Two Ohio cities have approved domestic partnership measures for gay and lesbian couples, Cleveland's Gay People's Chronicle reported.

Dayton city commissioners on May 2 unanimously approved the creation of a domestic partnership registry, becoming the sixth Ohio city to do so behind Cleveland, Toledo, Yellow Springs, Cleveland Heights and Athens.

As with the five currently operating registries, couples paying Dayton's $50 registry fee are guaranteed no benefits whatsoever. Supporters, however, note that employers who offer insurance benefits to the partners of gay workers accept registration as proof of partnership.

Couples registering must live together. The registry opens on June 1.

“This is another step in making Dayton as welcoming as possible to all people,” Dayton Commissioner Nan Whatley told the Dayton Daily News.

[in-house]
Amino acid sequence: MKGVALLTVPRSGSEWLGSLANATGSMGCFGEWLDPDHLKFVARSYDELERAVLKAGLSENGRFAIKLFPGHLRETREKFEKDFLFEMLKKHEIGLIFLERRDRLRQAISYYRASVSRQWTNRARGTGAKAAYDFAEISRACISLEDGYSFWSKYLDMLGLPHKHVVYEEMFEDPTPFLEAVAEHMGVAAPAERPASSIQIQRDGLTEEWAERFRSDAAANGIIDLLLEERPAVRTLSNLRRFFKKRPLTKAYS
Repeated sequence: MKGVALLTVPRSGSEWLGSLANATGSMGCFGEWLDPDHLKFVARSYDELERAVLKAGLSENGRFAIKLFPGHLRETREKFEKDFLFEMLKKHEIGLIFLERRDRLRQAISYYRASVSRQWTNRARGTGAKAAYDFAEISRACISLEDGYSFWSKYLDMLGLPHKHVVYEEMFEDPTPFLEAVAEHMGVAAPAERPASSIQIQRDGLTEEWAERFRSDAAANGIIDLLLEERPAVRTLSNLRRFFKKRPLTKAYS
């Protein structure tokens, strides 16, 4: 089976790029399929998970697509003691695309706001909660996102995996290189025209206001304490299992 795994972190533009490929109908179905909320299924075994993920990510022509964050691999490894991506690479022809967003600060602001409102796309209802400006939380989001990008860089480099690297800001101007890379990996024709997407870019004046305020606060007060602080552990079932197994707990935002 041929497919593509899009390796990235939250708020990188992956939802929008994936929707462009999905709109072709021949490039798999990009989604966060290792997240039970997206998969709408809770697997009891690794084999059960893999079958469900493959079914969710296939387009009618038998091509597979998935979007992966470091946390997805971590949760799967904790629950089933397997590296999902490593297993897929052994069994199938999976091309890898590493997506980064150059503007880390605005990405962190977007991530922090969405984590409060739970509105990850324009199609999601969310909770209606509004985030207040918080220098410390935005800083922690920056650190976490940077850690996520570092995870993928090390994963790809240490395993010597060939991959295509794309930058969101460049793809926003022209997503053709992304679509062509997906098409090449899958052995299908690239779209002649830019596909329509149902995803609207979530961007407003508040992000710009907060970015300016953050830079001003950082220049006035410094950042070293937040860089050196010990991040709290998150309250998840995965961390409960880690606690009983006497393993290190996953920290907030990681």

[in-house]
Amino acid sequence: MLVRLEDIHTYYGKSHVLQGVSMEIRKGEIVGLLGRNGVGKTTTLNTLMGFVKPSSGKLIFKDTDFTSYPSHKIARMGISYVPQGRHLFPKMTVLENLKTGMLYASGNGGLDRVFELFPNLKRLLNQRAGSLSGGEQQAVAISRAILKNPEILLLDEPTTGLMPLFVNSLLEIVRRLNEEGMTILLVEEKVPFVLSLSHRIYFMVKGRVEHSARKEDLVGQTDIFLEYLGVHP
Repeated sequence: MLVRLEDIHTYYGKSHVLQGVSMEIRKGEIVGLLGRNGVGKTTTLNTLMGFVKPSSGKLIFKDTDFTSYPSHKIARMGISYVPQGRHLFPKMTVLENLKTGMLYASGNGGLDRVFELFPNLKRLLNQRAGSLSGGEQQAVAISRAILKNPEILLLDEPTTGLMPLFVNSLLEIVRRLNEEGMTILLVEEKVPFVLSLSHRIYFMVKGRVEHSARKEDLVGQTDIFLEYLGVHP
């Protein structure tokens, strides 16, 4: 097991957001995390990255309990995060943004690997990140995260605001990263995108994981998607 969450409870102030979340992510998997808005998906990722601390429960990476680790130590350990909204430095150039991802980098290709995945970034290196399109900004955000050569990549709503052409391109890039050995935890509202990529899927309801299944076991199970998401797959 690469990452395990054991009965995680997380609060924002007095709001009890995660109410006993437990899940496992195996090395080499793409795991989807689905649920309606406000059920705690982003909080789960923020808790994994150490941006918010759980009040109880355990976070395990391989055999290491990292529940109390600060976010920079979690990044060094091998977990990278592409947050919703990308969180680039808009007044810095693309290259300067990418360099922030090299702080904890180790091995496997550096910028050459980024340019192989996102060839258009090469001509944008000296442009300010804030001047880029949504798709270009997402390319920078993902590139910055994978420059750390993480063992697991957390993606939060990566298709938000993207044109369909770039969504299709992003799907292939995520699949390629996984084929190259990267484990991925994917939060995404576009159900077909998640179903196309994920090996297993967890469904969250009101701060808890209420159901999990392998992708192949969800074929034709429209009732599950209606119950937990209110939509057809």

With an 8-1 vote, Cincinnati City Council approved domestic partner benefits for the city's gay employees on the same day.

Chris Seelbach, the city's first openly gay council member, told the Chronicle: “It feels great. I'm very happy and proud of my colleagues that they were willing to stand with me on this.”

Currently, the cities of Cleveland and Columbus offer benefits to the domestic partners of employees. Toledo Mayor Mike Bell recently proposed similar benefits.